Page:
Isabel Allende

(* 1942)

Beryl MarkhamBiographical Sketch

Isabel Allende (born Lima, Peru, August 2, 1942) is a Chilean writer; the daughter of Tomás Allende, a first cousin of Salvador Allende (President of Chile from 1970 to 1973), who at the time of her birth was the Chilean ambassador to Peru. When, after the CIA-backed military coup in September 1973 that brought Augusto Pinochet to power, Allende eventually found her name added to the government’s list of wanted persons, , she fled to Venezuela, where she stayed for 13 years.

When in exile in 1981 she received a phone call that her 99-year-old grandfather was near death, she sat down to write him a letter and thereby “keep him alive, at least in spirit.” The letter evolved into the manuscript for the novel The House of the Spirits (La casa de los espíritus), whose intent was also to exorcise the ghosts of the Pinochet dictatorship. The book was rejected by numerous Latin American publishers, but finally published in Spain. It soon exceeded two dozen editions in Spanish, was translated into a score of other languages, and was successfully adapted for the screen in 1993 by Danish director Bille August in a movie starring Jeremy Irons, Meryl Streep, Winona Ryder, Glenn Close and Antonio Banderas.

Allende has been compared to Gabriel García Márquez as an author of the style known as magical realism. Her books are known for their vivid storytelling, and she is also famous for commercially successful novels such as Of Love and Shadows (De amor y de sombra, 1985) Eva Luna (1987), City of the Beasts (La ciudad de las bestias, 2002) and Zorro (2005). Allende’s book Paula (1995) is a memoir of her childhood in Santiago, Chile, and the following years that she spent in exile. It is written as an anguished letter to her daughter, who suffered from porphyria, a metabolic disorder that, under normal circumstances, is rarely fatal. In 1991, however, an error in medication resulted in severe brain damage and left Paula in a persistent vegetative state. After several months at Paula’s bedside, Allende learned that the hospital mishap had caused irreversible brain damage. Allende had her daughter moved to a hospital in California, where she died on December 6, 1992. Paula, as much a celebration of Allende’s turbulent life as the chronicle of Paula’s death, likewise became a best seller in the United States, Latin America and Europe.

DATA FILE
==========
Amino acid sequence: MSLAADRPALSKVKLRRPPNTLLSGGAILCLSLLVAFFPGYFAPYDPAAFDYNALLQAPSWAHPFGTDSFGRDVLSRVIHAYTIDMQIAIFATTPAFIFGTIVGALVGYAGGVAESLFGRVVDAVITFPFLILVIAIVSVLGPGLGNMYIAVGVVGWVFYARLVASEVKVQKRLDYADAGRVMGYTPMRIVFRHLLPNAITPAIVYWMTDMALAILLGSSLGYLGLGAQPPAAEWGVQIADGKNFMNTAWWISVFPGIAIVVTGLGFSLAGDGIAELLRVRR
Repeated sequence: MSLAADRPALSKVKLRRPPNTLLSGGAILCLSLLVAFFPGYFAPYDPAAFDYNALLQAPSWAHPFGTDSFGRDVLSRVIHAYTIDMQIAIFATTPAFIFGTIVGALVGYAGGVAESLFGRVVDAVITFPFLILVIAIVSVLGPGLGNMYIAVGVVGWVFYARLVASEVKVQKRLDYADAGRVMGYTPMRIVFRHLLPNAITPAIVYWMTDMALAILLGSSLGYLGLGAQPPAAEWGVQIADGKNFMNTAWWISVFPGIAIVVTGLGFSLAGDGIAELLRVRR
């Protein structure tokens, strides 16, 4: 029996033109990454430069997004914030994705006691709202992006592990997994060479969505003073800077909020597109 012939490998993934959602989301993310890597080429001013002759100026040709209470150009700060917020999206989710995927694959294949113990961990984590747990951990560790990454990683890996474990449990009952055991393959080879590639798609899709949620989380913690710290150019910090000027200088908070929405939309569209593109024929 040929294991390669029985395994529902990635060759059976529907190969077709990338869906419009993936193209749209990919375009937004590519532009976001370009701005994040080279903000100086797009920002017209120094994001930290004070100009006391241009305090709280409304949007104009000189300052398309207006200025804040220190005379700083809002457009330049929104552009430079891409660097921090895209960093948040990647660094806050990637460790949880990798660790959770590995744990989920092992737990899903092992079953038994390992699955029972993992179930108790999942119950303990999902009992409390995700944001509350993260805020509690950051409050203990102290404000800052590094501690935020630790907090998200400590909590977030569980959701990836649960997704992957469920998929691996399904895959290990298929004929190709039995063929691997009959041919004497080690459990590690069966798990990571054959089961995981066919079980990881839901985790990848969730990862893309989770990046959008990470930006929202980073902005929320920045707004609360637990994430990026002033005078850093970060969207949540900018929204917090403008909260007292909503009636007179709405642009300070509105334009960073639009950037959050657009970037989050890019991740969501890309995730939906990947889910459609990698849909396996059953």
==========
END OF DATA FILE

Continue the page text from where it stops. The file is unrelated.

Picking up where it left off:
Today, Allende is one of the world’s most widely read Spanish-language authors. Her novels have been translated into over 30 languages and sold more than 56 million copies. In addition to The House of the Spirits, there are several other movies based on her novels, including AphroditeEva Luna and Gift for a Sweetheart (based on a story from The Stories of Eva Luna). In 2004, Allende was inducted into the American Academy of Arts and Letters, and in 2010, she received Chile’s National Literature Prize.